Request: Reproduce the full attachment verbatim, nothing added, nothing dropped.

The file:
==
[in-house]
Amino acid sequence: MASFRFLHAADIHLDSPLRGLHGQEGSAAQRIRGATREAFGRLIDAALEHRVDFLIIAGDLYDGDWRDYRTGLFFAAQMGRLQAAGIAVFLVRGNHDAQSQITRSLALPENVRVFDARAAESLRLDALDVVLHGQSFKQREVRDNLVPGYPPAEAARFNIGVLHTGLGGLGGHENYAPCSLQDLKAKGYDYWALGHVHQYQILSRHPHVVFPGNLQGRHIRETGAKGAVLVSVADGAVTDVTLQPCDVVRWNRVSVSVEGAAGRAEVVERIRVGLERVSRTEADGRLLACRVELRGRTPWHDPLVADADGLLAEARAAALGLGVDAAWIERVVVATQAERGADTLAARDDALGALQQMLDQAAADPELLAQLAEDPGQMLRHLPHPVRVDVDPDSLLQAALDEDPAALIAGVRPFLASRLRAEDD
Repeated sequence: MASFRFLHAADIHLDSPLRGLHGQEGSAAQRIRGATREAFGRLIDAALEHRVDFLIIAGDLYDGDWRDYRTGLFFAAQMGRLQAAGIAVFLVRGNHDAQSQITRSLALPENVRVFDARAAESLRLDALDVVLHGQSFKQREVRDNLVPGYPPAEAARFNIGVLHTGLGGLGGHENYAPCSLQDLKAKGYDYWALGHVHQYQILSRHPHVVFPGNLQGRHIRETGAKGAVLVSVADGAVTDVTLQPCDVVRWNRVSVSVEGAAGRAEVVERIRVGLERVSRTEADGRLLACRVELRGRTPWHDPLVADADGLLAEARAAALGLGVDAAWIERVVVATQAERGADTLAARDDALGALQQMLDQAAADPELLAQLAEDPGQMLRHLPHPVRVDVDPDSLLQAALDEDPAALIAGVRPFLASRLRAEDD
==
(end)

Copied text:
[in-house]
Amino acid sequence: MASFRFLHAADIHLDSPLRGLHGQEGSAAQRIRGATREAFGRLIDAALEHRVDFLIIAGDLYDGDWRDYRTGLFFAAQMGRLQAAGIAVFLVRGNHDAQSQITRSLALPENVRVFDARAAESLRLDALDVVLHGQSFKQREVRDNLVPGYPPAEAARFNIGVLHTGLGGLGGHENYAPCSLQDLKAKGYDYWALGHVHQYQILSRHPHVVFPGNLQGRHIRETGAKGAVLVSVADGAVTDVTLQPCDVVRWNRVSVSVEGAAGRAEVVERIRVGLERVSRTEADGRLLACRVELRGRTPWHDPLVADADGLLAEARAAALGLGVDAAWIERVVVATQAERGADTLAARDDALGALQQMLDQAAADPELLAQLAEDPGQMLRHLPHPVRVDVDPDSLLQAALDEDPAALIAGVRPFLASRLRAEDD
Repeated sequence: MASFRFLHAADIHLDSPLRGLHGQEGSAAQRIRGATREAFGRLIDAALEHRVDFLIIAGDLYDGDWRDYRTGLFFAAQMGRLQAAGIAVFLVRGNHDAQSQITRSLALPENVRVFDARAAESLRLDALDVVLHGQSFKQREVRDNLVPGYPPAEAARFNIGVLHTGLGGLGGHENYAPCSLQDLKAKGYDYWALGHVHQYQILSRHPHVVFPGNLQGRHIRETGAKGAVLVSVADGAVTDVTLQPCDVVRWNRVSVSVEGAAGRAEVVERIRVGLERVSRTEADGRLLACRVELRGRTPWHDPLVADADGLLAEARAAALGLGVDAAWIERVVVATQAERGADTLAARDDALGALQQMLDQAAADPELLAQLAEDPGQMLRHLPHPVRVDVDPDSLLQAALDEDPAALIAGVRPFLASRLRAEDD